American sculptor, draughtswoman and printmaker of Ukrainian birth. She grew up in Rockland, ME, having moved there with her family three years after her father had settled in the city, where he operated a lumberyard. Shortly after her marriage to Charles Nevelson in 1920, she moved with her husband to New York and began to educate herself as an actress, pianist, dancer, singer and painter while preparing for a career as a sculptor. Among her surviving early works are pen-and-ink drawings representing the human figure in a fluid outline, such as Untitled (1930; New York, Whitney). From 1928 to 1930 she studied at the Art Students League in New York under Kenneth Hayes Miller and Kimon Nicolaides, and after separating from her husband she travelled in 1931 to Munich to study briefly at the Hofmann Schule für Moderne Kunst run by Hans Hofmann until he was forced by the political situation to emigrate to the USA. Nevelson remained in Europe, working as an extra in films in Berlin and Vienna, before returning to her studies with Hofmann at the Art Students League, where he had re-established himself as a teacher in 1932. Through Hofmann she became aware of Cubism and techniques of collage, which affected her development as an artist. Cubism and Surrealism, along with African, American Indian and Pre-Columbian art, were paramount influences on the works she exhibited in group shows in the 1930s, such as Self-portrait (1938; ex-artist’s col., see Glimcher, p. 55).
In 1933 Nevelson and others assisted Diego Rivera in the preparation of his Portrait of America murals for the Communist Party Opposition at the New Workers School on 14th Street, a work that aroused controversy because of its socialist viewpoint; in 1937 she was employed by the Works Progress Administration as a teacher at the Educational Alliance School of Art in lower Manhattan. Nevertheless she remained practically unknown as an artist until 1941, when she persuaded Karl Nierendorf to offer her a one-woman show at the Nierendorf Gallery in New York. There she displayed an environment with overtones of a prehistoric cave, an Egyptian tomb and a well-designed store window, conjuring a real or imagined world or perhaps a vanished and unpopulated one. A year later she created The Circus, Menagerie Animal and a related group of small wood assemblage (destr., see Glimcher, pp. 48–9) in which she used found objects for the first time, laying the basis for her mature style. These were followed by other assemblages in wood, such as Ancient City (1945; Birmingham, AL, Mus. A.), and works made of terracotta, such as Moving—Static—Moving—Figures (c. 1947; New York, Whitney).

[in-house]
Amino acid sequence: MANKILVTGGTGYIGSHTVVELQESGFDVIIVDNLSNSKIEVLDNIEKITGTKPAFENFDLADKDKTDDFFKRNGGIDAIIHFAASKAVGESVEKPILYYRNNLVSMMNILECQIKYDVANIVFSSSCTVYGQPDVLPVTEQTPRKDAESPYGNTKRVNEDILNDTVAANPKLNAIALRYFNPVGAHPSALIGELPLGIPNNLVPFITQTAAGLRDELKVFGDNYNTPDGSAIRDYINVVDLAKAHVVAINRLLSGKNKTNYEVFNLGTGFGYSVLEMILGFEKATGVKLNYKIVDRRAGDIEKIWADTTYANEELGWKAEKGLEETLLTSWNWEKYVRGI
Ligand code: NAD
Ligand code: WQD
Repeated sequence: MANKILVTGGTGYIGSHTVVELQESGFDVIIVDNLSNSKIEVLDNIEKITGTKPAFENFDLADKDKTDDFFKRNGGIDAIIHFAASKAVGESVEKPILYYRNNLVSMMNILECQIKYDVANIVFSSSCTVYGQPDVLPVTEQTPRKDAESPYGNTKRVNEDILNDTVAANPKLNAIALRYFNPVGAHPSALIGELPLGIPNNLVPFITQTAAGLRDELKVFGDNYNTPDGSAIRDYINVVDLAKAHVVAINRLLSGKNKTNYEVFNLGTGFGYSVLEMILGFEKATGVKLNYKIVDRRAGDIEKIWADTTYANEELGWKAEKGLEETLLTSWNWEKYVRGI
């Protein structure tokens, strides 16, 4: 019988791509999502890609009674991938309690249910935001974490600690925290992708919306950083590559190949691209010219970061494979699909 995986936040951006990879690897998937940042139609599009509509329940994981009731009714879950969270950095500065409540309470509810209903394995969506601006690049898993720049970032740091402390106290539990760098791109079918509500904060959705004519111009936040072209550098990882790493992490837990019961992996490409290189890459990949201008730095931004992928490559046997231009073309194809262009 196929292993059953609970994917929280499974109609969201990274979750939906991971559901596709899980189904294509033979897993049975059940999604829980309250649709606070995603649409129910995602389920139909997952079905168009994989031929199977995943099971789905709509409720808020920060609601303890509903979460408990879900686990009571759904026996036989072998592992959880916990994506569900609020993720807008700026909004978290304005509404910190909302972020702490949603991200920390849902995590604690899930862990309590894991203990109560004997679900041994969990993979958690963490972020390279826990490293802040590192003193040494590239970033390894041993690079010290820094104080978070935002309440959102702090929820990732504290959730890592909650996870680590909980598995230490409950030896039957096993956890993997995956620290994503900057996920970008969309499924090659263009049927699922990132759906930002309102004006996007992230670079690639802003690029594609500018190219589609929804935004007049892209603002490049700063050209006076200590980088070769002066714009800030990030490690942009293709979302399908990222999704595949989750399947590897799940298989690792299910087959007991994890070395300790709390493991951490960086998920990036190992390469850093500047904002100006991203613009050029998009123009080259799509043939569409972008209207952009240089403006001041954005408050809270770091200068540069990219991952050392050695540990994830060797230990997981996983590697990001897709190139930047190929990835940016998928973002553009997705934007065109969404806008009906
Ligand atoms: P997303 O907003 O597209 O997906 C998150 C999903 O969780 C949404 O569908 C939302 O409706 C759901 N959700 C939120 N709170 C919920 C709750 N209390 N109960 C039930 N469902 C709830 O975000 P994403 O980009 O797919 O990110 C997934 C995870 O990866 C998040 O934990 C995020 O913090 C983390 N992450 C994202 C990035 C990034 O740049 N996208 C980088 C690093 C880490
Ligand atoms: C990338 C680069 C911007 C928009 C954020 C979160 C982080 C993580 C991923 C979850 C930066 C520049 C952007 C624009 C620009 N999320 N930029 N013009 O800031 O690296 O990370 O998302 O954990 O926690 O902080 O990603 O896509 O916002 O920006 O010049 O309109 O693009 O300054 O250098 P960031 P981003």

In 1947 Nevelson worked at Stanley William Hayter’s printmaking workshop, Atelier 17, where she began to etch; her first technically inventive aquatints, however, such as Flower Queen (see Glimcher, p. 62), date from 1953. The greatest strides in her work resulted in a one-woman exhibition in 1958 at the Grand Central Moderns Gallery, New York, which featured a distinctive environment entitled Moon Garden Plus One (see Glimcher, pp. 80–83) and Sky Cathedral (1958; New York, MOMA), a room-size sculpture of stacked boxes filled with fragments of carved wood and found objects such as chair backs, finials, furniture legs, mouldings, spindles, and bits of architectural ornamentation. This was one of the earliest of her large-scale reliefs to occupy an entire wall. By gathering together fragments into a complex assemblage painted black to obscure the original identity of the elements and unify them formally, she succeeded in transforming mundane bric-à-brac into enchanting and mysterious structures resembling walls and columns, bringing into play elements from Cubism, action painting and colour field painting.
These all-black pieces were succeeded by all-white assemblages such as Dawn’s Wedding Chapel (1959; New York, Whitney) and by all-gold environments such as An American Tribute to the British People (1960–65; London, Tate). Later she made sculptures in clear perspex, for example Transparent Sculpture II (1967–8; New York, Whitney), and metal sculptures, such as Atmosphere and Environment I (aluminium and black epoxy enamel, 1966; New York, MOMA), all of which contributed to the substantial reputation she acquired during the 1960s. Her sculptures became more geometric, open and systematic, and her use of durable materials such as Cor-Ten steel made possible, in 1969, her first outdoor sculpture commission from Princeton University in Princeton, NJ, which was followed by many other public commissions such as Transparent Horizon (1973; Cambridge, MA, MIT). In 1971 she began to fabricate free-standing constructed steel sculptures based on botanical shapes that suggested gardens, landscapes and primordial images, for example Seventh Decade Garden I (direct-welded painted aluminium, 1971; Basle, Gal. Beyeler). One of the outstanding achievements in her prolific production was Louise Nevelson Plaza, completed in 1979, an outdoor environment of seven sculptures in New York’s financial district. She received many honours including the Gold Medal Sculpture from the American Academy of Arts and Letters in 1983, the National Medal of the Arts in 1985, and the Solomon R. Guggenheim Museum’s Great Artist Series Award in 1986.
Martin H. Bush
From Grove Art Online
© 2009 Oxford University Press